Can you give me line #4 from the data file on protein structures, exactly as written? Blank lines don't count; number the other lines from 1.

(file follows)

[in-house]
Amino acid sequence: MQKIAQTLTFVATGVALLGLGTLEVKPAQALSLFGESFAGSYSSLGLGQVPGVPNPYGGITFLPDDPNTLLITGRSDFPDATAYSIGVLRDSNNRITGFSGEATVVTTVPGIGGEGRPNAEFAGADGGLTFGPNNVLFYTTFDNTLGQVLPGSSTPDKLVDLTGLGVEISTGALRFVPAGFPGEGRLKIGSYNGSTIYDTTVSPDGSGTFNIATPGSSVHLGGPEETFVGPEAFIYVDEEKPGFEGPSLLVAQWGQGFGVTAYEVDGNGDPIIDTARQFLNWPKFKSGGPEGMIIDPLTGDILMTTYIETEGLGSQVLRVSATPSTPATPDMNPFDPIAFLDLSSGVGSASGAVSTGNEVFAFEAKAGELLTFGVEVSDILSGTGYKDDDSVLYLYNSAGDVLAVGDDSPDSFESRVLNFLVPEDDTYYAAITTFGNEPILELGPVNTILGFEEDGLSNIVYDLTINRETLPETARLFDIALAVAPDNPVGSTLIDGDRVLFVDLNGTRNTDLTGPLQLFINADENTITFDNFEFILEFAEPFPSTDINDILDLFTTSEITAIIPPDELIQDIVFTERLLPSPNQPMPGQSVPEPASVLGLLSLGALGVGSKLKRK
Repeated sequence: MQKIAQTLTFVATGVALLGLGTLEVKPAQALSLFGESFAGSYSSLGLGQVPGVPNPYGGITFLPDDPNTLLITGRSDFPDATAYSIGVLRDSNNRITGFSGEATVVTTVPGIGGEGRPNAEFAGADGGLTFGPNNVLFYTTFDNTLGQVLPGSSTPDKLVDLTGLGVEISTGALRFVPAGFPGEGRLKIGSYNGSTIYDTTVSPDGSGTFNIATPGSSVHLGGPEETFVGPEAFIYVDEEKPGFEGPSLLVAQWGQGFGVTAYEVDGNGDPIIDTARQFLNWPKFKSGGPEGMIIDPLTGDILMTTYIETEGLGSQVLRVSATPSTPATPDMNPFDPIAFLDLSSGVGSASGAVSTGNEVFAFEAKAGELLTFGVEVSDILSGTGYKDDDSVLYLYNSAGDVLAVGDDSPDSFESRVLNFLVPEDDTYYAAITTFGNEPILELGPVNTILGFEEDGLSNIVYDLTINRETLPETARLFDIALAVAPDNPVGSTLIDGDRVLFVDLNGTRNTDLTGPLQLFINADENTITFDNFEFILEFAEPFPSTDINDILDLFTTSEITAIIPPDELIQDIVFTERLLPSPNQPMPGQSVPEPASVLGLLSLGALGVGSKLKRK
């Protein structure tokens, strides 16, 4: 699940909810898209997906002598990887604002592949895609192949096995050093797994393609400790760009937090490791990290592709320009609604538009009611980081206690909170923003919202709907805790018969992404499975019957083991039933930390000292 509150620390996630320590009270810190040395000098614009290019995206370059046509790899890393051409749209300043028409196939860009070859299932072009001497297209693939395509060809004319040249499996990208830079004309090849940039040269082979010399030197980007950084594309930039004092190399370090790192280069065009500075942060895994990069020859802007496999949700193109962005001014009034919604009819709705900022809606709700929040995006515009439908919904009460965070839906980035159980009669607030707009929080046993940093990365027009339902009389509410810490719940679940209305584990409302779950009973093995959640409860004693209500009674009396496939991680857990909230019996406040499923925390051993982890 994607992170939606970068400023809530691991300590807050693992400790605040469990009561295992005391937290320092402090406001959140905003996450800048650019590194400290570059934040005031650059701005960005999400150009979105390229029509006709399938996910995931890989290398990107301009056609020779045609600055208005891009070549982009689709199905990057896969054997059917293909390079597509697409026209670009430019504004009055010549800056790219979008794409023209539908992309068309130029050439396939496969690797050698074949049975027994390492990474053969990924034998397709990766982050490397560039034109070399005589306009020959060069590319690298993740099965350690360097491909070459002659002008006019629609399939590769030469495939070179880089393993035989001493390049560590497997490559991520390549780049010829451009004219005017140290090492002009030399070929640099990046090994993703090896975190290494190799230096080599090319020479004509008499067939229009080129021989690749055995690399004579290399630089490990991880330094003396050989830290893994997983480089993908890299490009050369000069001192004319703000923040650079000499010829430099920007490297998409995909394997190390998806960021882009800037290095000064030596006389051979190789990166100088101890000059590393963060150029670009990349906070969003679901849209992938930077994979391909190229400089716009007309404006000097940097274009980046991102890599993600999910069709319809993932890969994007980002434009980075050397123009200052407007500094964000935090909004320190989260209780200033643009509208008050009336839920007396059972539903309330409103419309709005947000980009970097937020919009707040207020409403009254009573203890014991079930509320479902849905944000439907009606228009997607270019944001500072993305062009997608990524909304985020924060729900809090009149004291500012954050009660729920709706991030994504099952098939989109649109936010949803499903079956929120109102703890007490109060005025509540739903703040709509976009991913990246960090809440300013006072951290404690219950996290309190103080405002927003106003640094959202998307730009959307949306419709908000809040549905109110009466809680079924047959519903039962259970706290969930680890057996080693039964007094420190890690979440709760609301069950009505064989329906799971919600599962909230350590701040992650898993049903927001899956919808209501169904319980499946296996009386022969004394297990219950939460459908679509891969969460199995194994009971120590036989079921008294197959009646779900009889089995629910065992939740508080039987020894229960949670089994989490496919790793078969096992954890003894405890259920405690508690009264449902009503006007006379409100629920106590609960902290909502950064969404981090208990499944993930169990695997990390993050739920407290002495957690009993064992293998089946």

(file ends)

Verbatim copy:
């Protein structure tokens, strides 16, 4: 699940909810898209997906002598990887604002592949895609192949096995050093797994393609400790760009937090490791990290592709320009609604538009009611980081206690909170923003919202709907805790018969992404499975019957083991039933930390000292 509150620390996630320590009270810190040395000098614009290019995206370059046509790899890393051409749209300043028409196939860009070859299932072009001497297209693939395509060809004319040249499996990208830079004309090849940039040269082979010399030197980007950084594309930039004092190399370090790192280069065009500075942060895994990069020859802007496999949700193109962005001014009034919604009819709705900022809606709700929040995006515009439908919904009460965070839906980035159980009669607030707009929080046993940093990365027009339902009389509410810490719940679940209305584990409302779950009973093995959640409860004693209500009674009396496939991680857990909230019996406040499923925390051993982890 994607992170939606970068400023809530691991300590807050693992400790605040469990009561295992005391937290320092402090406001959140905003996450800048650019590194400290570059934040005031650059701005960005999400150009979105390229029509006709399938996910995931890989290398990107301009056609020779045609600055208005891009070549982009689709199905990057896969054997059917293909390079597509697409026209670009430019504004009055010549800056790219979008794409023209539908992309068309130029050439396939496969690797050698074949049975027994390492990474053969990924034998397709990766982050490397560039034109070399005589306009020959060069590319690298993740099965350690360097491909070459002659002008006019629609399939590769030469495939070179880089393993035989001493390049560590497997490559991520390549780049010829451009004219005017140290090492002009030399070929640099990046090994993703090896975190290494190799230096080599090319020479004509008499067939229009080129021989690749055995690399004579290399630089490990991880330094003396050989830290893994997983480089993908890299490009050369000069001192004319703000923040650079000499010829430099920007490297998409995909394997190390998806960021882009800037290095000064030596006389051979190789990166100088101890000059590393963060150029670009990349906070969003679901849209992938930077994979391909190229400089716009007309404006000097940097274009980046991102890599993600999910069709319809993932890969994007980002434009980075050397123009200052407007500094964000935090909004320190989260209780200033643009509208008050009336839920007396059972539903309330409103419309709005947000980009970097937020919009707040207020409403009254009573203890014991079930509320479902849905944000439907009606228009997607270019944001500072993305062009997608990524909304985020924060729900809090009149004291500012954050009660729920709706991030994504099952098939989109649109936010949803499903079956929120109102703890007490109060005025509540739903703040709509976009991913990246960090809440300013006072951290404690219950996290309190103080405002927003106003640094959202998307730009959307949306419709908000809040549905109110009466809680079924047959519903039962259970706290969930680890057996080693039964007094420190890690979440709760609301069950009505064989329906799971919600599962909230350590701040992650898993049903927001899956919808209501169904319980499946296996009386022969004394297990219950939460459908679509891969969460199995194994009971120590036989079921008294197959009646779900009889089995629910065992939740508080039987020894229960949670089994989490496919790793078969096992954890003894405890259920405690508690009264449902009503006007006379409100629920106590609960902290909502950064969404981090208990499944993930169990695997990390993050739920407290002495957690009993064992293998089946």